The spec page suggests that there are 2 M.2 2280 slots available for pcie SSD storage.
Tom's Hardware states the following:
"Internally, the NUC has three M.2 slots. One is dedicated to an Intel Wireless-AC 8265 card that supports 802.11ax 2x2 and Bluetooth v4.2, while the other two accommodate SSDs (one 2280 and one 2242) in either SATA or NVMe flavors."
So there appears to be a discrepancy.
No, there's no discrepancy; you just don't understand the nomenclature. In the loosest of terms, you can use PCIe and NVMe interchangeably.
To answer your question, yes, you can install two M.2 NVMe SSDs or two M.2 SATA SSDs and create a RAID0 or RAID1 array containing them. The important thing to understand is that you cannot mix interfaces. That is, they both have to be M.2 NVMe SSDs or they both have to be M.2 SATA SSDs; you cannot do it with one M.2 NVMe SSD and one M.2 SATA SSD.
Here, in a nutshell, is the process that you will follow to setup a RAID0 (or RAID1) array on two matching M.2 SSDs:
Hope this helps (reciting from memory, but hopefully accurate),
Hope this helps,
I came across this question and I still wonder if it is possible to have two m.2 ssd installed in a NUC8i7HVK and use the second m.2 ssd for storage or is it only for a RAID configuration?
Yes, you can definitely do that. In fact, that is what I would call the (more-) normal usage model. I bought a smaller but super fast M.2 SSD to be my boot device and then a much larger but much slower (and thus cheaper) M.2 SSD for my data drive. The data drive can be slower because the files are not accessed that often.
The two M.2 Type M connectors can host both NVMe and SATA SSDs, so any combination you would like to use should work. The only thing you need to remember is that, if you do want to use RAID, the valid combinations are NVMe+NVMe or SATA+SATA (i.e. no mixing types).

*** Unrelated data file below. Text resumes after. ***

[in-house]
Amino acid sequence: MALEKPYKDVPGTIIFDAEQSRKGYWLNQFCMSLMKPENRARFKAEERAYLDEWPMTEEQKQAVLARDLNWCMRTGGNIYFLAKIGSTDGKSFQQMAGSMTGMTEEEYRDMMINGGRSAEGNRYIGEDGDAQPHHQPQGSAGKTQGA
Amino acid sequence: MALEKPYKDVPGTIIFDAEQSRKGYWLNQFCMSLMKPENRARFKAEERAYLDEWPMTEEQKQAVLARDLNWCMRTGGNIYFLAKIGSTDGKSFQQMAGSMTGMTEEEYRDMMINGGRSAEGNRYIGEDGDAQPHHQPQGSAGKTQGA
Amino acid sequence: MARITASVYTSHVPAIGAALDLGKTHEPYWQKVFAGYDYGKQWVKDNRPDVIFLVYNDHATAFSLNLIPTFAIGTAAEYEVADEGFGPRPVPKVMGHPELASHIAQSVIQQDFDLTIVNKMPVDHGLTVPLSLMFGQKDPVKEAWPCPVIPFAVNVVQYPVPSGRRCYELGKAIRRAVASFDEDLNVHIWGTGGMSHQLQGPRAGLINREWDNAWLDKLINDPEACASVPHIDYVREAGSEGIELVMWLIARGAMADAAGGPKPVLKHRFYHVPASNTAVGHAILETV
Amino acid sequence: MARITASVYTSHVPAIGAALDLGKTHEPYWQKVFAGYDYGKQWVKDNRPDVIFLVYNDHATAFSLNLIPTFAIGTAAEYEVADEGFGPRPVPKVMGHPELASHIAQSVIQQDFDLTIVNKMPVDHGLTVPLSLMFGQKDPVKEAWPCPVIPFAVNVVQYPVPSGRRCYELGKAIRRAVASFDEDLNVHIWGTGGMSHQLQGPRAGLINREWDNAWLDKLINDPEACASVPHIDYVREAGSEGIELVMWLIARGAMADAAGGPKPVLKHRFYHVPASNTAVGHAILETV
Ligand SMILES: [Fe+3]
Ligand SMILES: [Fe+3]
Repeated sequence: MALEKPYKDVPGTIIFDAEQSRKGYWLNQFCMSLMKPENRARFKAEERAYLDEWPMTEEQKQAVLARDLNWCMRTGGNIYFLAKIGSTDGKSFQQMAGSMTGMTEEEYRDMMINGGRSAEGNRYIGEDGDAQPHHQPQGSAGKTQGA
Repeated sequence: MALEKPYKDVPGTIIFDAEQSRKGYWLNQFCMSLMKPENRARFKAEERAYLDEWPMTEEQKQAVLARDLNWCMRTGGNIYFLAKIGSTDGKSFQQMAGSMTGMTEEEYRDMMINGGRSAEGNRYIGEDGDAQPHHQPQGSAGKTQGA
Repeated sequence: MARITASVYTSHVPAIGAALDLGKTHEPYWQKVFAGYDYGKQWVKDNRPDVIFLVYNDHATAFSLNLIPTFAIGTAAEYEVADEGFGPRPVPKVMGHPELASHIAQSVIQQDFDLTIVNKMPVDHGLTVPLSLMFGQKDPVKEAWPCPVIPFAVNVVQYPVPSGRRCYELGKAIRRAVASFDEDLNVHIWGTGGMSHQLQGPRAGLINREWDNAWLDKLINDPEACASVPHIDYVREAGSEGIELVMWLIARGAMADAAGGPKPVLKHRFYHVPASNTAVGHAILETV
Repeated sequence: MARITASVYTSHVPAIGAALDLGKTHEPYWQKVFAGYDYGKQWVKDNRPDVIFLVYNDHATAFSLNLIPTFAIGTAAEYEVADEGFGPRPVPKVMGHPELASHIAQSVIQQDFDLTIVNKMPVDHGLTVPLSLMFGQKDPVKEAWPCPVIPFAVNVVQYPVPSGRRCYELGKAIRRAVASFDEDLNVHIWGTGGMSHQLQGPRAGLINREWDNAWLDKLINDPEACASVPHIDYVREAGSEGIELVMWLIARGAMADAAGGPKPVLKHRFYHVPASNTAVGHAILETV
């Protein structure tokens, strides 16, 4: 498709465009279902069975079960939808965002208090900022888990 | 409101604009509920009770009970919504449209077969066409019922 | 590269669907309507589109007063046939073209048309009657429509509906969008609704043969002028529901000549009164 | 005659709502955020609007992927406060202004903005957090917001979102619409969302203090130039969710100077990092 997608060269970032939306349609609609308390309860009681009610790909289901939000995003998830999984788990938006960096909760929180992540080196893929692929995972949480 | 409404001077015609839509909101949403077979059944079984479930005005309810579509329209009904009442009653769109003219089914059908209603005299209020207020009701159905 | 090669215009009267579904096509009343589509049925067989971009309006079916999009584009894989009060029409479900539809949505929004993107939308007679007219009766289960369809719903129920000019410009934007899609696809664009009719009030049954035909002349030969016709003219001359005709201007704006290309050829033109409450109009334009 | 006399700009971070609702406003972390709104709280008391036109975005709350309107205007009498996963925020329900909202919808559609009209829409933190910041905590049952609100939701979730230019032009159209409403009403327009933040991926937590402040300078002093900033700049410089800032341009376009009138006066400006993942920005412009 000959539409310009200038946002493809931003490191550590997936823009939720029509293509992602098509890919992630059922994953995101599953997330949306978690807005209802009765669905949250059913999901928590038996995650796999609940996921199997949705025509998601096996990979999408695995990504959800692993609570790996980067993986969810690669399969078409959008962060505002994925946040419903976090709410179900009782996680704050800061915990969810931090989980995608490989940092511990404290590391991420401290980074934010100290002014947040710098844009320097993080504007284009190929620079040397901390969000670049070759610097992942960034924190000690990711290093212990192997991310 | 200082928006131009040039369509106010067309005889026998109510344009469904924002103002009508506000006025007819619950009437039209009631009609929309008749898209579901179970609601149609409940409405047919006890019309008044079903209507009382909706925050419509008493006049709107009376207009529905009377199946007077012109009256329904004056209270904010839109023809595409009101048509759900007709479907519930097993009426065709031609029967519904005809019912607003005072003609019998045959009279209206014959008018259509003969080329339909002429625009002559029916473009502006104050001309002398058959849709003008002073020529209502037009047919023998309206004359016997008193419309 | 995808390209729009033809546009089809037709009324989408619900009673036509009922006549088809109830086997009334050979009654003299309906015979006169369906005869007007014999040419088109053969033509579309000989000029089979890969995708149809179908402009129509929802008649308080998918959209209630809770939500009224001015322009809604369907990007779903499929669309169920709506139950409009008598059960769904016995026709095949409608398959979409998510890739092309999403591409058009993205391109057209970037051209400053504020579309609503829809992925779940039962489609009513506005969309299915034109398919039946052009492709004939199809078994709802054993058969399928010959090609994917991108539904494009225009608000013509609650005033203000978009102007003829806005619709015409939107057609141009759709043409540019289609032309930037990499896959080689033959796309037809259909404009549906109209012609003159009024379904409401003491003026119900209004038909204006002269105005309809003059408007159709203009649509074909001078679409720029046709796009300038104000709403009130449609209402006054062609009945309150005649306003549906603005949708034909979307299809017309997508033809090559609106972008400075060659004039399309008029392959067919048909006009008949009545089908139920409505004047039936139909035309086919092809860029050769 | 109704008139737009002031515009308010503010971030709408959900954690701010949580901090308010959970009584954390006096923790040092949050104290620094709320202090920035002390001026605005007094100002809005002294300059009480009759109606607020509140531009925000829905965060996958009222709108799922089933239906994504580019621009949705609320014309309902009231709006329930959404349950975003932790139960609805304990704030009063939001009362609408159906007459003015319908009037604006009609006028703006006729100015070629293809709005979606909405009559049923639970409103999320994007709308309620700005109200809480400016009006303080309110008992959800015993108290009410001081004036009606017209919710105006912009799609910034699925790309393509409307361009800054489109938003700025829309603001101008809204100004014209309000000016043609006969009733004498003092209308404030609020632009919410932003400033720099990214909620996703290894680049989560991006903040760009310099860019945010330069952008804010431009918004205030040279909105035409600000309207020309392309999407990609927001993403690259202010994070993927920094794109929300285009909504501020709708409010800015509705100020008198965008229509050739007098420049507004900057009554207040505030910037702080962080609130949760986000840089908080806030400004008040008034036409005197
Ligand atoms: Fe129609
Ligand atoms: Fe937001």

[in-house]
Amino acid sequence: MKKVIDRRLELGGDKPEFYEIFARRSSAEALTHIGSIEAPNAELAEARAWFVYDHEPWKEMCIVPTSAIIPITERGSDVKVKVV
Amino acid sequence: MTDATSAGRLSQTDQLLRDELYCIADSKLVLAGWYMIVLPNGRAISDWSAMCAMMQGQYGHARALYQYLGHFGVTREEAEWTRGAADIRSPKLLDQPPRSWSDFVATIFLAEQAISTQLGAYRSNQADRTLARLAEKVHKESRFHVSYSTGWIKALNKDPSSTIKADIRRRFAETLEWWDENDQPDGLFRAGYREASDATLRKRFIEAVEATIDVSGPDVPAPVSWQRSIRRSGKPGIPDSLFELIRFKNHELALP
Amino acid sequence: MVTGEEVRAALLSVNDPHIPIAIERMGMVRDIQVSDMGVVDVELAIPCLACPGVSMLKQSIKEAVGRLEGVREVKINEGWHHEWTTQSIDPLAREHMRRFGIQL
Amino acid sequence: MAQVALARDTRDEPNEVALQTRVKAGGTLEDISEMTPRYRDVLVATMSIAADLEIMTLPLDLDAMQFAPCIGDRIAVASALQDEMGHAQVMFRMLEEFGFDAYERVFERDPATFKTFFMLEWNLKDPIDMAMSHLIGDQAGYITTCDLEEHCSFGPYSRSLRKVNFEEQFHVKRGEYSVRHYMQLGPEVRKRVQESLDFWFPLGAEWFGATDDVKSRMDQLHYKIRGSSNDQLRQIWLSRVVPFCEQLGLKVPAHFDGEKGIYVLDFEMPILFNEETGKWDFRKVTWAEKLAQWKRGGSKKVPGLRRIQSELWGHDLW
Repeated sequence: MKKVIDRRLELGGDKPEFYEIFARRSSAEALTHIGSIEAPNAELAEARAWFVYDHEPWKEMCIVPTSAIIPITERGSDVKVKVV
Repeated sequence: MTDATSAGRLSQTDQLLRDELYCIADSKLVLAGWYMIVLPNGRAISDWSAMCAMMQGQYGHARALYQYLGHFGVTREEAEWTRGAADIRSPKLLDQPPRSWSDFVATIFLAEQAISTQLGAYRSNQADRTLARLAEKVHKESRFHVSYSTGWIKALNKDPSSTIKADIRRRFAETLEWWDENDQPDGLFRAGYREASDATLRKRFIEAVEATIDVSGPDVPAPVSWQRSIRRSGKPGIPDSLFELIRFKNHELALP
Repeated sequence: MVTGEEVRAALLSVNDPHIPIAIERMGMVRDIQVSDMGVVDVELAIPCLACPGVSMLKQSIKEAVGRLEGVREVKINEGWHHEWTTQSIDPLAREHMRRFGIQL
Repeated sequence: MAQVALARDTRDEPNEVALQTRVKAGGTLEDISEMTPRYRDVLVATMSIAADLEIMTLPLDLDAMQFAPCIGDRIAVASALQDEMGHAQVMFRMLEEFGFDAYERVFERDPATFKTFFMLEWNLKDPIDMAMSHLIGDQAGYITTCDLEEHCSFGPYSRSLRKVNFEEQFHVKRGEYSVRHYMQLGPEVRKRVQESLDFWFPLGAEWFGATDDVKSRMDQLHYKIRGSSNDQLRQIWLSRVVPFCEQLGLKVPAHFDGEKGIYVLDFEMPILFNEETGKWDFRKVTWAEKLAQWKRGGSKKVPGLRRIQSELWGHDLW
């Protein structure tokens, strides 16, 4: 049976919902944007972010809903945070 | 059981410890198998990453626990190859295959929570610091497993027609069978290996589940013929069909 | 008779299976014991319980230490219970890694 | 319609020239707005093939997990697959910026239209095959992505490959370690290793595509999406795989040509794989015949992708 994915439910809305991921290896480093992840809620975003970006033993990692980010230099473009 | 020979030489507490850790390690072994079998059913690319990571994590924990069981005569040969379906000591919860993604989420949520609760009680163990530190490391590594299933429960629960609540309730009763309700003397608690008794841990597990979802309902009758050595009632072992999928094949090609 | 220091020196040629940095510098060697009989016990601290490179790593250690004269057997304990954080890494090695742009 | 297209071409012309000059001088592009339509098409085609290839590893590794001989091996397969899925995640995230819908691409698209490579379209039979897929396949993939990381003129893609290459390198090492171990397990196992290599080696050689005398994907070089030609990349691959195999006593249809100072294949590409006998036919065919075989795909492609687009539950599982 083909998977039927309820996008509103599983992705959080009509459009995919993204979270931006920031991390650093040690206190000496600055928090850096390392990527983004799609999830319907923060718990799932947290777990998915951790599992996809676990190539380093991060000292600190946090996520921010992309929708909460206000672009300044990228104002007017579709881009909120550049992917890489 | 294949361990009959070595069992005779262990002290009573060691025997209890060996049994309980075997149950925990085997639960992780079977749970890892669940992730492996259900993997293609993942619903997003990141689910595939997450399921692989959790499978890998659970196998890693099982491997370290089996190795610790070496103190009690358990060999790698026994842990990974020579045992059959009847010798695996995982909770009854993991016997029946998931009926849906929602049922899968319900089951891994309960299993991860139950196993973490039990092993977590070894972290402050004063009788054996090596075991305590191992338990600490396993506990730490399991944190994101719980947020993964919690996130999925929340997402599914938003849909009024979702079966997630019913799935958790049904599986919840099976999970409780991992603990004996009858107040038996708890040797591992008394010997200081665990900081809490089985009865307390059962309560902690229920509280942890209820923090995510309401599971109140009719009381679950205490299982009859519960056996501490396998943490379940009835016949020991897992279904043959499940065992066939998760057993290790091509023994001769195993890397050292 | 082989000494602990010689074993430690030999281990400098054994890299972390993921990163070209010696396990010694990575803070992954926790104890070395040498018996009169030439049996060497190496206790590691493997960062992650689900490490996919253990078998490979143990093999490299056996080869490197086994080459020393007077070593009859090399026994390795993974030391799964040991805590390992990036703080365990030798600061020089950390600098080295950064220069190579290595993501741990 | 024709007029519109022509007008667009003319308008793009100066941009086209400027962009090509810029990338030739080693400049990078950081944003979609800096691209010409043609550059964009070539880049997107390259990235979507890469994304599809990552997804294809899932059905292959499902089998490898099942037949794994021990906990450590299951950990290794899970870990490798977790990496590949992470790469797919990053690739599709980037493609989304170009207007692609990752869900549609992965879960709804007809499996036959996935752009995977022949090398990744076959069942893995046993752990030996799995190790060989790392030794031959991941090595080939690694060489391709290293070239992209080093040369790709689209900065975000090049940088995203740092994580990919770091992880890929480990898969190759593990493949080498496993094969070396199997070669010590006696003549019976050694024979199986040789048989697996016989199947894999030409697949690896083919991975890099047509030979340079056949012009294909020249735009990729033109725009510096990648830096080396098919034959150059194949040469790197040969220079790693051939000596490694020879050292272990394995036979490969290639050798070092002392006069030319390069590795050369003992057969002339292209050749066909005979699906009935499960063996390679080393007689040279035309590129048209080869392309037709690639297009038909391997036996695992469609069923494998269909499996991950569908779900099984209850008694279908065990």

A pet peeve of mine is that I regularly see cases where folks see symptom A and (somehow) conclude that it is problem B without any analysis or verification of any kind (and they are invariably wrong). A frustration of mine is that (a) I cannot delete these idiot's posts and (b) if I do post a correction, folks don't read down far enough to see this correction and continue to presume that the idiot's conclusion is actually the case (when it isn't).
Off my soapbox now...(sigh!)
Oh, and while I am at it, one more thing: Using RAID 0 with a pair of NVMe SSDs is a complete waste of time. The bandwidth of a single x4 NVMe connection is equivalent to the bandwidth of the DMI bus that connects the processor to the chipset (PCH), so bus saturation will prevent any significant speedup in disk performance. Worse, this same bus supports all SATA, USB, LAN, WLAN, BT, Audio, etc. traffic as well, so this is going to disaffect the RAID 0 performance as well. Using RAID 1 (disk mirroring) is ok, however - but remember that there may be a performance penalty for doing so.